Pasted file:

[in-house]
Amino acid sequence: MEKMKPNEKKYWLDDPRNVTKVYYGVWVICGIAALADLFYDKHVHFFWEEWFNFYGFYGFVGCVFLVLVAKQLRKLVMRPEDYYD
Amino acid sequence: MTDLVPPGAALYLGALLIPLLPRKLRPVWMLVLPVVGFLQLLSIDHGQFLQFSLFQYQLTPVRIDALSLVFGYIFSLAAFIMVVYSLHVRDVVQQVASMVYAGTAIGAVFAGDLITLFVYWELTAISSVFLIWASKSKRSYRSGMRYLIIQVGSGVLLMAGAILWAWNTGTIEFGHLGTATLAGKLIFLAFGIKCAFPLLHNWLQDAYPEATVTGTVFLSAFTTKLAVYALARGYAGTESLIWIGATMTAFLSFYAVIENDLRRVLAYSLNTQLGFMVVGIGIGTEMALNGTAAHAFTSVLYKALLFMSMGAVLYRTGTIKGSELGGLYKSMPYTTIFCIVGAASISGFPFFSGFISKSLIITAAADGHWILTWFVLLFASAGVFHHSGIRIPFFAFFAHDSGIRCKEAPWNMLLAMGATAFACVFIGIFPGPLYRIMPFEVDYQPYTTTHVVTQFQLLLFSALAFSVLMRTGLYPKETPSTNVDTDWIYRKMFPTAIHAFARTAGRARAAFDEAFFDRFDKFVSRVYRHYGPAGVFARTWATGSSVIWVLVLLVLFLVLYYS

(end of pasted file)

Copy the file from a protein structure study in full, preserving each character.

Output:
[in-house]
Amino acid sequence: MEKMKPNEKKYWLDDPRNVTKVYYGVWVICGIAALADLFYDKHVHFFWEEWFNFYGFYGFVGCVFLVLVAKQLRKLVMRPEDYYD
Amino acid sequence: MTDLVPPGAALYLGALLIPLLPRKLRPVWMLVLPVVGFLQLLSIDHGQFLQFSLFQYQLTPVRIDALSLVFGYIFSLAAFIMVVYSLHVRDVVQQVASMVYAGTAIGAVFAGDLITLFVYWELTAISSVFLIWASKSKRSYRSGMRYLIIQVGSGVLLMAGAILWAWNTGTIEFGHLGTATLAGKLIFLAFGIKCAFPLLHNWLQDAYPEATVTGTVFLSAFTTKLAVYALARGYAGTESLIWIGATMTAFLSFYAVIENDLRRVLAYSLNTQLGFMVVGIGIGTEMALNGTAAHAFTSVLYKALLFMSMGAVLYRTGTIKGSELGGLYKSMPYTTIFCIVGAASISGFPFFSGFISKSLIITAAADGHWILTWFVLLFASAGVFHHSGIRIPFFAFFAHDSGIRCKEAPWNMLLAMGATAFACVFIGIFPGPLYRIMPFEVDYQPYTTTHVVTQFQLLLFSALAFSVLMRTGLYPKETPSTNVDTDWIYRKMFPTAIHAFARTAGRARAAFDEAFFDRFDKFVSRVYRHYGPAGVFARTWATGSSVIWVLVLLVLFLVLYYS